But Aleamoni said that even if his research suggests that some student evaluations — designed in ways that differ from the Texas A&M approach — can be reliable, he has always stressed that these evaluations should never be the sole basis for a decision about the quality of someone’s teaching. “Students are only in a position to judge performance in the classroom,” Aleamoni said.
Any real evaluation of teaching, he said, must include peer analysis of such issues as, “How well was the course designed? Are the materials current and up to date? Have they set up the right kinds of standards for the students?” And students aren’t in a position to judge these things, he added.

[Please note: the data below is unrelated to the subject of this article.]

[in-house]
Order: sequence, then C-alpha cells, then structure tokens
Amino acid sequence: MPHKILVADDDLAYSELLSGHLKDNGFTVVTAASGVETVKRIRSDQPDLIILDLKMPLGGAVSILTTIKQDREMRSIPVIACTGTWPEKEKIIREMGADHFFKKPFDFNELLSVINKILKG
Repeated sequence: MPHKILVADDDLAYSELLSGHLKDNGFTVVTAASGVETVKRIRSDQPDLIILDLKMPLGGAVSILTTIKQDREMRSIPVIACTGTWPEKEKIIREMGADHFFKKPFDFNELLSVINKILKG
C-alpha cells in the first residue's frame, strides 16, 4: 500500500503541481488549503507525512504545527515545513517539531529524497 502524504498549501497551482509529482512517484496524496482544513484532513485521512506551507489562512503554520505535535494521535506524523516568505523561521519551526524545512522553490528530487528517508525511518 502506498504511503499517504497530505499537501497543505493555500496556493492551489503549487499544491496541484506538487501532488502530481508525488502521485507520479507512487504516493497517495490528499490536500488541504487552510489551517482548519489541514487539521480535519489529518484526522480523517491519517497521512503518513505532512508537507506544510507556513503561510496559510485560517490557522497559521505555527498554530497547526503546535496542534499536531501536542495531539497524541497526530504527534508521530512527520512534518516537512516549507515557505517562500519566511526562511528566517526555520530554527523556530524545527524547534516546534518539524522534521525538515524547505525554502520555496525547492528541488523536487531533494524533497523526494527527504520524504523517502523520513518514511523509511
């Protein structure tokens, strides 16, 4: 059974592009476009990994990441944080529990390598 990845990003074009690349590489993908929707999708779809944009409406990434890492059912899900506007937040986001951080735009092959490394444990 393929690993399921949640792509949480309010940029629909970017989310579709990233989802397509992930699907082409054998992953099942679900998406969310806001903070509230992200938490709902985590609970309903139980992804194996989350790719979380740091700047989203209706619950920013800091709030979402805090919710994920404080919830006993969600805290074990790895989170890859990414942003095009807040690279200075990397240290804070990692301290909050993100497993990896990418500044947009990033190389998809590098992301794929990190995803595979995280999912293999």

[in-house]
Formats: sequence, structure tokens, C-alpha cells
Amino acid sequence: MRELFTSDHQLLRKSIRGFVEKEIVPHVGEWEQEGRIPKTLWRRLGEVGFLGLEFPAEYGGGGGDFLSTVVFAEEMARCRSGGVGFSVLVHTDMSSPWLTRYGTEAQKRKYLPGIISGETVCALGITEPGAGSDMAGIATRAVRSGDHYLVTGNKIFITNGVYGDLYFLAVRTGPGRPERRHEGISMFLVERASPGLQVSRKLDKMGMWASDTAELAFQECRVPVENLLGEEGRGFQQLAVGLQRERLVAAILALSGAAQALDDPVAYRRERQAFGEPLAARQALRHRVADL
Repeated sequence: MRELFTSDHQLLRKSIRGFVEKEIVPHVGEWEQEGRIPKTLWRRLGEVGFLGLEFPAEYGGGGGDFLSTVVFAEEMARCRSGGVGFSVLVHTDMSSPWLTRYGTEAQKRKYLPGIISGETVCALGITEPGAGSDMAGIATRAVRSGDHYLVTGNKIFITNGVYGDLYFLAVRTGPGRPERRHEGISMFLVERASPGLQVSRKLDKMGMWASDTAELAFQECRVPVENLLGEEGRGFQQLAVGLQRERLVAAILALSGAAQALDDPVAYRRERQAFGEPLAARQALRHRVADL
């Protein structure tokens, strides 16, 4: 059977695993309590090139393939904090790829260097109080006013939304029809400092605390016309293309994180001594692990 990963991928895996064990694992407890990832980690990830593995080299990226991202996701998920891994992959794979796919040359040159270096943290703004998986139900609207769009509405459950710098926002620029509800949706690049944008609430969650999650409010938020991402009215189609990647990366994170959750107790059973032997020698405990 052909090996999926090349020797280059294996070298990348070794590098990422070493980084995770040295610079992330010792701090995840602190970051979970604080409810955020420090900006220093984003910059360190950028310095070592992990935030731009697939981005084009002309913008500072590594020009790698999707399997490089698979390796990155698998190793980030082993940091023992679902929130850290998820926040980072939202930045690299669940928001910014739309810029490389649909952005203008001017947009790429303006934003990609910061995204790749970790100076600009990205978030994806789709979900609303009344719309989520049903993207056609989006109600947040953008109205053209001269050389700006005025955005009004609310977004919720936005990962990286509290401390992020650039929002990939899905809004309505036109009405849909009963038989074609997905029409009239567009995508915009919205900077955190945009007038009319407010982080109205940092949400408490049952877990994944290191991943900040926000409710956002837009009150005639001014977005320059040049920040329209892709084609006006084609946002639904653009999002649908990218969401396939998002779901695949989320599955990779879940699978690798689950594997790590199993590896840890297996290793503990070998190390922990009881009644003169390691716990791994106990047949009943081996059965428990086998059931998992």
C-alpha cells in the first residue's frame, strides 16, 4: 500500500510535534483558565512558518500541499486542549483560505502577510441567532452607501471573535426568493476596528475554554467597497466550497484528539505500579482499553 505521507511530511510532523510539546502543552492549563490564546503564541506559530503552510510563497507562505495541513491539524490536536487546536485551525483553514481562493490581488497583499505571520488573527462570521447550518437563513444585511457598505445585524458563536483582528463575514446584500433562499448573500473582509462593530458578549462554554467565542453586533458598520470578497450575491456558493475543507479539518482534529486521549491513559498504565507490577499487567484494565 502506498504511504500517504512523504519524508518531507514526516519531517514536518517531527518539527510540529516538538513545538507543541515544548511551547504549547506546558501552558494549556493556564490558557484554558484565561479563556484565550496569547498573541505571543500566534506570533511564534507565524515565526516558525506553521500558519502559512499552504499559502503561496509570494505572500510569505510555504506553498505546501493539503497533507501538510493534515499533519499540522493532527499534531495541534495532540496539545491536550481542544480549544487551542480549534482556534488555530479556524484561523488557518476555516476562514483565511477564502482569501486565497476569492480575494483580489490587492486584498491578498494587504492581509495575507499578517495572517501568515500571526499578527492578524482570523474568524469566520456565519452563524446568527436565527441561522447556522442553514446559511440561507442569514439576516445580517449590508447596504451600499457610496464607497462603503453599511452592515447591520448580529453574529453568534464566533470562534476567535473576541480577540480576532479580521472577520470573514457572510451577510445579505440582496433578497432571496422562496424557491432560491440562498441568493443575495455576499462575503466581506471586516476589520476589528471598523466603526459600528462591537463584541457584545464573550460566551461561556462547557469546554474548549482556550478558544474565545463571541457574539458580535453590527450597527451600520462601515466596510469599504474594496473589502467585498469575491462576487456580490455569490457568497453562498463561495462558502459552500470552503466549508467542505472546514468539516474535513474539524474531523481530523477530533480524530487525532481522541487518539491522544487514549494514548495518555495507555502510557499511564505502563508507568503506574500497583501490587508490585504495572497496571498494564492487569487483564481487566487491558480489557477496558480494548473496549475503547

Of course, one does not have to worry about this in IISc, where teaching is minimal. At one time I used to teach three main courses and now I have decayed to teach three students in one course.
However, this is not dissimilar to the schemes instituted by the Government of India wherein one gets paid various amounts of money (sometimes, concurrently) if faculty get fellowships like the Swarnajayanthi, JC Bose etc., or awards like the Bhatnagar or are elected as Fellows of Academies. As Professor Balaram notes in his recent editorial, most of these are given based on promise and patronage rather than performance.
Wouldn't it be better if the rewards are given without personal money but with huge research or teaching grants? This would result in the faculty actually doing science rather than writing proposals to various funding agencies or lobbying to get themselves nominated for these fellowships.